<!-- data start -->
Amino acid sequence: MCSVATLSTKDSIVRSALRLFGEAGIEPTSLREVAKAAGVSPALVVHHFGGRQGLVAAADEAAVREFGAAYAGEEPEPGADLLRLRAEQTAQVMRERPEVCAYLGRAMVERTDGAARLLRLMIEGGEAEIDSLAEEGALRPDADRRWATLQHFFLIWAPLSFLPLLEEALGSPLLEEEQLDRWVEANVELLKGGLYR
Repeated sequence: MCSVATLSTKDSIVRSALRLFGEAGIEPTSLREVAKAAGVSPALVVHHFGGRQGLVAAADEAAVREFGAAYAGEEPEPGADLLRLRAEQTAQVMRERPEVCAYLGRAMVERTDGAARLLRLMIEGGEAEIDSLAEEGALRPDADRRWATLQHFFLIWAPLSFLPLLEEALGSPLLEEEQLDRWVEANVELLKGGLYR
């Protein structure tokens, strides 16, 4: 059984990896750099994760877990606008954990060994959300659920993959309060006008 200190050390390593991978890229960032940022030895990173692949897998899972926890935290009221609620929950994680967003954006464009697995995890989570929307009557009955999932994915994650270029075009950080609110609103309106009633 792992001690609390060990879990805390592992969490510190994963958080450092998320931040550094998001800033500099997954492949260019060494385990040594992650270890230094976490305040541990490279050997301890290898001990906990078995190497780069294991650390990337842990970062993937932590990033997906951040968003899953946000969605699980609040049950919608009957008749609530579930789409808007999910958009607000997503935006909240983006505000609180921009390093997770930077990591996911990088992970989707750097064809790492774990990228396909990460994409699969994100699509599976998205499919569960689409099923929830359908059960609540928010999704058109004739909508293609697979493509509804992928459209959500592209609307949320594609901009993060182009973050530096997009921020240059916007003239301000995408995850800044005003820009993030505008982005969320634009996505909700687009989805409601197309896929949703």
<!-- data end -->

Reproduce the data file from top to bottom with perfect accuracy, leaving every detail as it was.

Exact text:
Amino acid sequence: MCSVATLSTKDSIVRSALRLFGEAGIEPTSLREVAKAAGVSPALVVHHFGGRQGLVAAADEAAVREFGAAYAGEEPEPGADLLRLRAEQTAQVMRERPEVCAYLGRAMVERTDGAARLLRLMIEGGEAEIDSLAEEGALRPDADRRWATLQHFFLIWAPLSFLPLLEEALGSPLLEEEQLDRWVEANVELLKGGLYR
Repeated sequence: MCSVATLSTKDSIVRSALRLFGEAGIEPTSLREVAKAAGVSPALVVHHFGGRQGLVAAADEAAVREFGAAYAGEEPEPGADLLRLRAEQTAQVMRERPEVCAYLGRAMVERTDGAARLLRLMIEGGEAEIDSLAEEGALRPDADRRWATLQHFFLIWAPLSFLPLLEEALGSPLLEEEQLDRWVEANVELLKGGLYR
């Protein structure tokens, strides 16, 4: 059984990896750099994760877990606008954990060994959300659920993959309060006008 200190050390390593991978890229960032940022030895990173692949897998899972926890935290009221609620929950994680967003954006464009697995995890989570929307009557009955999932994915994650270029075009950080609110609103309106009633 792992001690609390060990879990805390592992969490510190994963958080450092998320931040550094998001800033500099997954492949260019060494385990040594992650270890230094976490305040541990490279050997301890290898001990906990078995190497780069294991650390990337842990970062993937932590990033997906951040968003899953946000969605699980609040049950919608009957008749609530579930789409808007999910958009607000997503935006909240983006505000609180921009390093997770930077990591996911990088992970989707750097064809790492774990990228396909990460994409699969994100699509599976998205499919569960689409099923929830359908059960609540928010999704058109004739909508293609697979493509509804992928459209959500592209609307949320594609901009993060182009973050530096997009921020240059916007003239301000995408995850800044005003820009993030505008982005969320634009996505909700687009989805409601197309896929949703």